Archive for October, 2013


Stating the obvious, it’s October.  On my old stomping ground in the UK, law schools are around 3-4 weeks into the new session.  Here in the US, however, as we start around Labor Day, we are past midsemester.  It’s an odd time, especially for my 1L students.  They’ve been here long enough to get settled into some kind of pattern.  But the prospect of end of semester and exam season is beginning to loom.  After two years in the US, I’ve learned a fair bit about the stress that the first set of law school exams engenders.  Part of the problem is that they come relatively early on in the law school experience while students are still finding their feet.  Another part of the problem is that the system in the US places what in my view is a disproportionate emphasis on 1L grades (it’s all employers will have to go on for 1L summer jobs; it is all employers will have to go on when hiring for coveted 2L summer associate positions at the beginning of the 2L year).  I’m trying to assuage some of this systemic problem in the way my class is set up this year.  We’ll see.  But let’s just say I have begun to understand the notion of the 1L ‘October freakout’ vividly described here by Alison Monahan over at the Girls Guide to Law School.  As usual, Alison has much sage advice. And I commend it to all 1Ls!

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It is pretty obvious that law students need to develop their reading and writing skills in order to be effective lawyers.  Oral communication skills are also important, and not just in lawyering contexts that immediately spring to mind such as courtroom advocacy. Clients need to be counseled in language that they will understand rather than in “legalese”. Deal lawyers need to be able to talk effectively with other deal lawyers.  But lawyers also need to be effective listeners.  This is sometimes forgotten but again it is fairly obvious (think client interviewing and client counseling or consider, in the litigation context, what’s involved in the taking of depositions).  It follows that law students need to begin to develop this skill.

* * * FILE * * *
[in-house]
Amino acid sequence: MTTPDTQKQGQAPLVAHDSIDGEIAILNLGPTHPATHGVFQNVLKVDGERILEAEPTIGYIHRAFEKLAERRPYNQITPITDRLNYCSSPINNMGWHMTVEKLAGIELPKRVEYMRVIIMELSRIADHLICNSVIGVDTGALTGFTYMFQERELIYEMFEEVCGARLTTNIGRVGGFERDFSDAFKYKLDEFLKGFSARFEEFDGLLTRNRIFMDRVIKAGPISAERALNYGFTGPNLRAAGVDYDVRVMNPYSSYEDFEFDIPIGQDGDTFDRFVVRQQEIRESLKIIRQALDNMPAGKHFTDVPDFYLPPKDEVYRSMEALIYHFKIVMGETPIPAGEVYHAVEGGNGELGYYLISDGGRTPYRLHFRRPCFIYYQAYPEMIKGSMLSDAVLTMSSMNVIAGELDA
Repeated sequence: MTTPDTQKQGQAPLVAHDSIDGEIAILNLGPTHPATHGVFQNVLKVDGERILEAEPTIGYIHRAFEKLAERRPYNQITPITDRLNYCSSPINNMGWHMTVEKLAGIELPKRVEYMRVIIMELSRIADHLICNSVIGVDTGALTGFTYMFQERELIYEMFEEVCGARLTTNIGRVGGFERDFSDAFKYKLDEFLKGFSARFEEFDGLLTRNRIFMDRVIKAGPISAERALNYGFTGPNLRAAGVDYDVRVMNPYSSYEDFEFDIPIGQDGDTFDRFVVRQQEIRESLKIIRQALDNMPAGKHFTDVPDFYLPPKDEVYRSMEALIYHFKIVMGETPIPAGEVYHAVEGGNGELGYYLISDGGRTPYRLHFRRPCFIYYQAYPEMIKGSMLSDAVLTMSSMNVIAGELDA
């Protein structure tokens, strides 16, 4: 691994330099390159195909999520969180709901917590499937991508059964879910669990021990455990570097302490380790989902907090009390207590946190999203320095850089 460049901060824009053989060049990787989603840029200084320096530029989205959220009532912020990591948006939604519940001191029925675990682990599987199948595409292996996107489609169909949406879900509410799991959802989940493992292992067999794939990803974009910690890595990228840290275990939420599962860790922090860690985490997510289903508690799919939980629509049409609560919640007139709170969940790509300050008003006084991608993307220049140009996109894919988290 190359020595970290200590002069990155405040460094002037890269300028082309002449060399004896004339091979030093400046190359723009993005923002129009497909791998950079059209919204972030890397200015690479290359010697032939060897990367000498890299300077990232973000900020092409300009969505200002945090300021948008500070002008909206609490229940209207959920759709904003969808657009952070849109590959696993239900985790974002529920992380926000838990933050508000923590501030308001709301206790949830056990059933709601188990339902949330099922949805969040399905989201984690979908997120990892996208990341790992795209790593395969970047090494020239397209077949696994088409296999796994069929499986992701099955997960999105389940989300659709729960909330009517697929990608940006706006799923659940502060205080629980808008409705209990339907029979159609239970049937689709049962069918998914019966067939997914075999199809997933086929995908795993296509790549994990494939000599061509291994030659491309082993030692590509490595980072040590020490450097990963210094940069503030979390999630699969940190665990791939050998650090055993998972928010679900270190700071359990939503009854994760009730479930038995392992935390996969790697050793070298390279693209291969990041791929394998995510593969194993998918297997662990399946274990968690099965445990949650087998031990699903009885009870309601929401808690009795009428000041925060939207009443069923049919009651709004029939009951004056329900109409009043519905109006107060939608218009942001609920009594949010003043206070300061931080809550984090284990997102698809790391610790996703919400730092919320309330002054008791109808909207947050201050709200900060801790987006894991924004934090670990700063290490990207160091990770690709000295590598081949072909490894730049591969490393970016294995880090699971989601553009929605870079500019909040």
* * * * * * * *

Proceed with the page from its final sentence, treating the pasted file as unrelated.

Listening involves processing.  Law students have to do a lot of both. And so listening skills can be developed by the adoption of active learning strategies in the classroom. Jennifer Murphy Romig of Emory Law School, the founder of the blog Listen Like a Lawyer, offers some valuable advice on the Girls Guide to Law School website about listening and note-taking and a listening check-up for first-semester law students on her blog.  Well worth checking out.

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